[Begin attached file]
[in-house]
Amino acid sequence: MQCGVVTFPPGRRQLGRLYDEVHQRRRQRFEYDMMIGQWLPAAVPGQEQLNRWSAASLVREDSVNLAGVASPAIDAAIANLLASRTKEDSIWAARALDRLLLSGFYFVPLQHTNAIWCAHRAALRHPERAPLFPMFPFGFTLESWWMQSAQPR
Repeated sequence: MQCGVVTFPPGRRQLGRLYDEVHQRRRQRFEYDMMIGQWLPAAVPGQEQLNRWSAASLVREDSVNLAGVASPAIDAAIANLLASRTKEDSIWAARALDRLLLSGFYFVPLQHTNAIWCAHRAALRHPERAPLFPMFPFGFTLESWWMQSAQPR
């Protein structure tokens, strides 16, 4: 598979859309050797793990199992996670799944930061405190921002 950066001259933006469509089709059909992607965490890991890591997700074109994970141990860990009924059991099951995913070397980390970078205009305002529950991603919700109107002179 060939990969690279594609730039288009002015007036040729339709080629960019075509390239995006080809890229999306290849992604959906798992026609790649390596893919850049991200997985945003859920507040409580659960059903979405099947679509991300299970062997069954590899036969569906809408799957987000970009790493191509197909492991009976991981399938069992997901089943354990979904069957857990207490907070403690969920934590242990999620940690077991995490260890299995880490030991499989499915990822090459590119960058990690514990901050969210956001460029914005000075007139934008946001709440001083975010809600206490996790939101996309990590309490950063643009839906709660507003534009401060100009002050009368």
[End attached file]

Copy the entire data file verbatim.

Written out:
[in-house]
Amino acid sequence: MQCGVVTFPPGRRQLGRLYDEVHQRRRQRFEYDMMIGQWLPAAVPGQEQLNRWSAASLVREDSVNLAGVASPAIDAAIANLLASRTKEDSIWAARALDRLLLSGFYFVPLQHTNAIWCAHRAALRHPERAPLFPMFPFGFTLESWWMQSAQPR
Repeated sequence: MQCGVVTFPPGRRQLGRLYDEVHQRRRQRFEYDMMIGQWLPAAVPGQEQLNRWSAASLVREDSVNLAGVASPAIDAAIANLLASRTKEDSIWAARALDRLLLSGFYFVPLQHTNAIWCAHRAALRHPERAPLFPMFPFGFTLESWWMQSAQPR
């Protein structure tokens, strides 16, 4: 598979859309050797793990199992996670799944930061405190921002 950066001259933006469509089709059909992607965490890991890591997700074109994970141990860990009924059991099951995913070397980390970078205009305002529950991603919700109107002179 060939990969690279594609730039288009002015007036040729339709080629960019075509390239995006080809890229999306290849992604959906798992026609790649390596893919850049991200997985945003859920507040409580659960059903979405099947679509991300299970062997069954590899036969569906809408799957987000970009790493191509197909492991009976991981399938069992997901089943354990979904069957857990207490907070403690969920934590242990999620940690077991995490260890299995880490030991499989499915990822090459590119960058990690514990901050969210956001460029914005000075007139934008946001709440001083975010809600206490996790939101996309990590309490950063643009839906709660507003534009401060100009002050009368």